I met other people at the party, but don’t remember them. Susan, now a family friend, years later said about that evening: “I had just broken up with someone, and had my eye on Enrico, but when I saw you two together, I knew there was no chance.”
We left the party for a concert on the New Haven Green, where we ran into Gabriel and Inger, friends of Enrico’s. The four of us went to a disco in Gabriel’s car, and stayed very late – the club provided a breakfast buffet. I kept trying to call Julia to let her know I wouldn’t be back that night, finally reached her around 3. “I’ll just crash at Enrico’s,” I said.
We did more than just crash. I guess I’ll never be able to lecture my daughter about not kissing on the first date. Oh, well. I never did play by The Rules, and look where it’s got me.
The next day I went back to work in Darien, not sure how to regard the events of the weekend. Just a fun fling, I first thought. Then Enrico began calling: “When are you coming back?”
It took several months. I first returned to Austin, where I realized that I actually had enough credits to graduate from the University of Texas with a degree in Asian Studies and Oriental & African Languages & Literatures (double major). I didn’t need to stay in Texas, and the economy was in a slump, so there didn’t seem much point. I might as well be… somewhere on the east coast?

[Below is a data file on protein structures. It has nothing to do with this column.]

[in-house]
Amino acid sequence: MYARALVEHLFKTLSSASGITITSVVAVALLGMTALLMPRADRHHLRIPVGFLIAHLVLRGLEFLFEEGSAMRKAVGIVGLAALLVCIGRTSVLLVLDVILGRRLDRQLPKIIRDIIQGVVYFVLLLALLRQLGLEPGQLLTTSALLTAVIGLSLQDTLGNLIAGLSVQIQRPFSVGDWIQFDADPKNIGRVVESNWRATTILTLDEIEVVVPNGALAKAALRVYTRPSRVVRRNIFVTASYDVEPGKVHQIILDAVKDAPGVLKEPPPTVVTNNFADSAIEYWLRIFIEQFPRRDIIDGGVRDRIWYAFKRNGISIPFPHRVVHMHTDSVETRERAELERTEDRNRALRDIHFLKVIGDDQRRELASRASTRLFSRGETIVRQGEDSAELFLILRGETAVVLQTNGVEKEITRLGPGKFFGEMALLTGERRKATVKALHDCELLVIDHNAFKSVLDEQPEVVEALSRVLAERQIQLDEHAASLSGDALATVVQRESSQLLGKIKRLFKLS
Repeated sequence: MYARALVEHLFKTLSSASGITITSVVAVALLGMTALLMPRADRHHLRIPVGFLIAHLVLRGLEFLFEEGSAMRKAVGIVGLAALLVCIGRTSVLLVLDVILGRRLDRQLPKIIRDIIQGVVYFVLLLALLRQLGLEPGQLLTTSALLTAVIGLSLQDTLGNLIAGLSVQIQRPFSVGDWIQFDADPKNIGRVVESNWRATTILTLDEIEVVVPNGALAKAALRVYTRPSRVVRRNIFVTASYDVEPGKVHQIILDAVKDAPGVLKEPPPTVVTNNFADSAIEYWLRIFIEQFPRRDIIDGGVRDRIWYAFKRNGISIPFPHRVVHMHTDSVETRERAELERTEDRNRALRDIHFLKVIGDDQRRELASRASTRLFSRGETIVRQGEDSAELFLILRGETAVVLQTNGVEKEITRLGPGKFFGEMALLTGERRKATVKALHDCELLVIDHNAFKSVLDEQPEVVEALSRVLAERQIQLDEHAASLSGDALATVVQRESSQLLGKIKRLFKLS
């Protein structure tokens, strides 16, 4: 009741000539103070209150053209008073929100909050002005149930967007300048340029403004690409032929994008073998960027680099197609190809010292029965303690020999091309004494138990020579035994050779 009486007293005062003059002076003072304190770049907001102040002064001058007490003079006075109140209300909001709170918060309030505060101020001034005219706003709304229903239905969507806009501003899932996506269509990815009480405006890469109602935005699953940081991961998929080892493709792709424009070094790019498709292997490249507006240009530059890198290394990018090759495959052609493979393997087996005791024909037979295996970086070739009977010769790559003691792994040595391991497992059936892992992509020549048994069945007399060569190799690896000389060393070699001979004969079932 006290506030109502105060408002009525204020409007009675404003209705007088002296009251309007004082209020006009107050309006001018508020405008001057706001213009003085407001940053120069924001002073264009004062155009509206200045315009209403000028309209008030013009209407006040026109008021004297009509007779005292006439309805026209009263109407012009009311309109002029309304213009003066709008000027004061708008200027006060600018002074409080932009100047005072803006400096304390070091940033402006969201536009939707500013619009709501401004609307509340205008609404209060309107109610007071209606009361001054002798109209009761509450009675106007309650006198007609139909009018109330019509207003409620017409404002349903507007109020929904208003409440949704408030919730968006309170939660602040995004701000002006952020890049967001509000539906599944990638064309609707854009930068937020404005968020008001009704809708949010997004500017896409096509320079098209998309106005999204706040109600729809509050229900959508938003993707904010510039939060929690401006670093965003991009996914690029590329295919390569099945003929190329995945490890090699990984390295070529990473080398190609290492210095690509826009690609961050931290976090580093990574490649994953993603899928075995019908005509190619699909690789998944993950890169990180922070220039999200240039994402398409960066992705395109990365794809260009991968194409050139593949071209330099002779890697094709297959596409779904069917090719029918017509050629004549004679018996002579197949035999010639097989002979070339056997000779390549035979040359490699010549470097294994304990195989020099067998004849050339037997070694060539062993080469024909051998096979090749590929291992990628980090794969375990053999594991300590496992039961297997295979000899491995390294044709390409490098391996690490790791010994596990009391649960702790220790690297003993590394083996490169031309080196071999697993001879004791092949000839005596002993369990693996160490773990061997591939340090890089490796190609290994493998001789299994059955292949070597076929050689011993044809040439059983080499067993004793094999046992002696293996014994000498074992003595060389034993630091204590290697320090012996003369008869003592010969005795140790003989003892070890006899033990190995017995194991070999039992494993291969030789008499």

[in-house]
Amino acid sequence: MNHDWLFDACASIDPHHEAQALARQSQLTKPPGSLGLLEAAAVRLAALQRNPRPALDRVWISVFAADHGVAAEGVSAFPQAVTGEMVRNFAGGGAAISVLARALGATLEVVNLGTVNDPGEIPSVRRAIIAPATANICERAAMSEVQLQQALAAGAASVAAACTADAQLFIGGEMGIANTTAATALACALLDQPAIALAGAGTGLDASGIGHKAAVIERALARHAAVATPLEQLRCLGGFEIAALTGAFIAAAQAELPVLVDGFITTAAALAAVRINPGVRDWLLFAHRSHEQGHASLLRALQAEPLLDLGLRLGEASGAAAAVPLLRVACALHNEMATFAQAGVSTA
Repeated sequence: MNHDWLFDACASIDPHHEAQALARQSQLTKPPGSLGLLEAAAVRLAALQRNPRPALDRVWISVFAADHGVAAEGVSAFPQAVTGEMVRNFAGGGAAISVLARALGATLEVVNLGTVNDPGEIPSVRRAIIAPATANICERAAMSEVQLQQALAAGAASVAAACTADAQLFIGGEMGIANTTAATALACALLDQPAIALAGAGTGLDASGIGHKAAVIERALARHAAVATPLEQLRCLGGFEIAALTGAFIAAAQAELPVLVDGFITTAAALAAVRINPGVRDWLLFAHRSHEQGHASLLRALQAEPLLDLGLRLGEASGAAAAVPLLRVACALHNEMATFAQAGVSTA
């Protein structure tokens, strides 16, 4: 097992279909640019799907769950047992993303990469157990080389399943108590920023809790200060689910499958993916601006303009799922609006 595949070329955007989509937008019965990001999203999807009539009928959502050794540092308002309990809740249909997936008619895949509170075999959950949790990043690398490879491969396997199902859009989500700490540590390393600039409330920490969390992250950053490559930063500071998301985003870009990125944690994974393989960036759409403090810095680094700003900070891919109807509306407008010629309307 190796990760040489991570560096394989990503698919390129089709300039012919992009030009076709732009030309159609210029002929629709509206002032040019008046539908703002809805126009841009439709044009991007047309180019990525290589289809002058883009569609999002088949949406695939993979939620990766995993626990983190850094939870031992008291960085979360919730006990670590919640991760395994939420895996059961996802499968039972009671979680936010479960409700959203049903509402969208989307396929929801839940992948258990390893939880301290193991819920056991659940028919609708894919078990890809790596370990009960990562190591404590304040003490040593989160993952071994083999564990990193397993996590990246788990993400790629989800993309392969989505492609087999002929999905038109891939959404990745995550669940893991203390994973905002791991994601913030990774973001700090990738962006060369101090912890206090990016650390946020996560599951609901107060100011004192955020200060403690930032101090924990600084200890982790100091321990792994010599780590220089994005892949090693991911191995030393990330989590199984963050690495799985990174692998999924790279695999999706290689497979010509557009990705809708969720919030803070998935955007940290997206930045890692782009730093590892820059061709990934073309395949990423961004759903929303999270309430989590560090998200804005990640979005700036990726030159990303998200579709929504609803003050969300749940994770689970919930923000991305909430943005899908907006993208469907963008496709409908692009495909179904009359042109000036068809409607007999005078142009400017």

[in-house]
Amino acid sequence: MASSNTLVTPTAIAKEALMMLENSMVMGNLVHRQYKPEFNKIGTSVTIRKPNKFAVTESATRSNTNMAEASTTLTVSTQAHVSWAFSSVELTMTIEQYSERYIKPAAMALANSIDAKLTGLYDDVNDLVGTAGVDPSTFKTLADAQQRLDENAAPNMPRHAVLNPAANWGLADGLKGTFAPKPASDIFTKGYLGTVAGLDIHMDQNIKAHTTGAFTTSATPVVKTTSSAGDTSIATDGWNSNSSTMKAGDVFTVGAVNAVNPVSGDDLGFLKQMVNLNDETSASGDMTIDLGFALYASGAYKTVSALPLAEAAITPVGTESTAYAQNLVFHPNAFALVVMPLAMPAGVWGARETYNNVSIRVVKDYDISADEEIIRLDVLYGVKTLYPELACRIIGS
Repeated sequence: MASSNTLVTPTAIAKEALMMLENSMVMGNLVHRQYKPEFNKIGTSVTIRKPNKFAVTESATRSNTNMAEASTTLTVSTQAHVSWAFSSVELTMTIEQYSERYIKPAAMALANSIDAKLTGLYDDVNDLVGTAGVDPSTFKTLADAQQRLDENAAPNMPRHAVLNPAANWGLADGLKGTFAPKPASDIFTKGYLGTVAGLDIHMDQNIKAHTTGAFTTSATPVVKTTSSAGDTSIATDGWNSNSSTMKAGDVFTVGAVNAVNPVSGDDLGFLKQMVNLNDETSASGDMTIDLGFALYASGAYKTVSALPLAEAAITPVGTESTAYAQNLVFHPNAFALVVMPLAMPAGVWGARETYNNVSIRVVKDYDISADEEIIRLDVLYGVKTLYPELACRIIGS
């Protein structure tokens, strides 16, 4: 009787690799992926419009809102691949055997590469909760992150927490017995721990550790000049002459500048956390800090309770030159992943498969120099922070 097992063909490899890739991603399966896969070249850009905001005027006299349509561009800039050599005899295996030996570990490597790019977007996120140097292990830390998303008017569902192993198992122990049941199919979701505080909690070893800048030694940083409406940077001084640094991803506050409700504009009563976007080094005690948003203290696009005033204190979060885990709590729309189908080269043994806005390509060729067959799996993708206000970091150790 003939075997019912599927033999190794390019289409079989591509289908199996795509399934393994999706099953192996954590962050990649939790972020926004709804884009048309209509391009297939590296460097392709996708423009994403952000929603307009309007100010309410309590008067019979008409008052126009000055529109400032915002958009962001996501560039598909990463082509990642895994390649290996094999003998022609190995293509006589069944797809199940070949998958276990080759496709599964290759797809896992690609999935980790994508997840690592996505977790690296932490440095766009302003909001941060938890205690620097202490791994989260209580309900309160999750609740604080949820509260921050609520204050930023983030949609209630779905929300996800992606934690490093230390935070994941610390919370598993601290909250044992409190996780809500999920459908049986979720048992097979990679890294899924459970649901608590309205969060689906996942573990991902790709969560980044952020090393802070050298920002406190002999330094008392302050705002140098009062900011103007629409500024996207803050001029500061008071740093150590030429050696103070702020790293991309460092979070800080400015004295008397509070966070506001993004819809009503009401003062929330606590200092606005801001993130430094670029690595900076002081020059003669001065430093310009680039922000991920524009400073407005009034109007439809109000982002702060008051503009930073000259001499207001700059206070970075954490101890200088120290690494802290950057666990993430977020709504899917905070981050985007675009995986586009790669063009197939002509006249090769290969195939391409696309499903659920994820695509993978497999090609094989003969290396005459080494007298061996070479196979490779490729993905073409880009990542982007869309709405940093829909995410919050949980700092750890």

My next port of refuge was with family friend Donna and her teenage daughter, in the Virginia suburbs of Washington, DC. I stayed with them for several months, working temp jobs to stay afloat. I looked for the cheapest possible way to get to New Haven, and found a ride board in one of the Congressional office buildings. A Federal employee with a large car drove every weekend to his other home in New York state, to tend his garden on the Hudson River. For a share of the gas costs, he’d get me as far as NYC, where I could catch a commuter train into Connecticut.
Also riding in the car that Friday was a woman with a wild history that she was eager to share with us. She was an anthropologist who had studied the Coptic Christians in Egypt, and for years had been the mistress of the prince of all the Copts. She told us lots of interesting things. The poor, mild-mannered Federal employee shrank into the leather seat of his Lincoln, turning various shades of crimson.
“So why are you going to New York?” she finally asked me. I explained that I was going to visit a graduate student at Yale with whom I might be starting a relationship.
“Oh, you can do better than that,” she said. “Let me fix you up with a rich man.” I declined, and continued on my way to New Haven.
Some weeks after this, I landed a “permanent” job as an administrative assistant in the political department of the American Consulting Engineers Council. (Which was an instructive look into the workings of K Street, but that’s another story.) The office overlooked a green square, diagonally across from a Washington Metro stop. So, when Enrico came to visit, he took the train to Penn Station, and then the Metro to meet me at the office. I waited eagerly, looking down from our 5th-floor window, and recognized him across the square by his walk. The thought floated into my mind: “That’s the man I’m going to marry.”
And I was right, though it took him another 18 months to figure it out.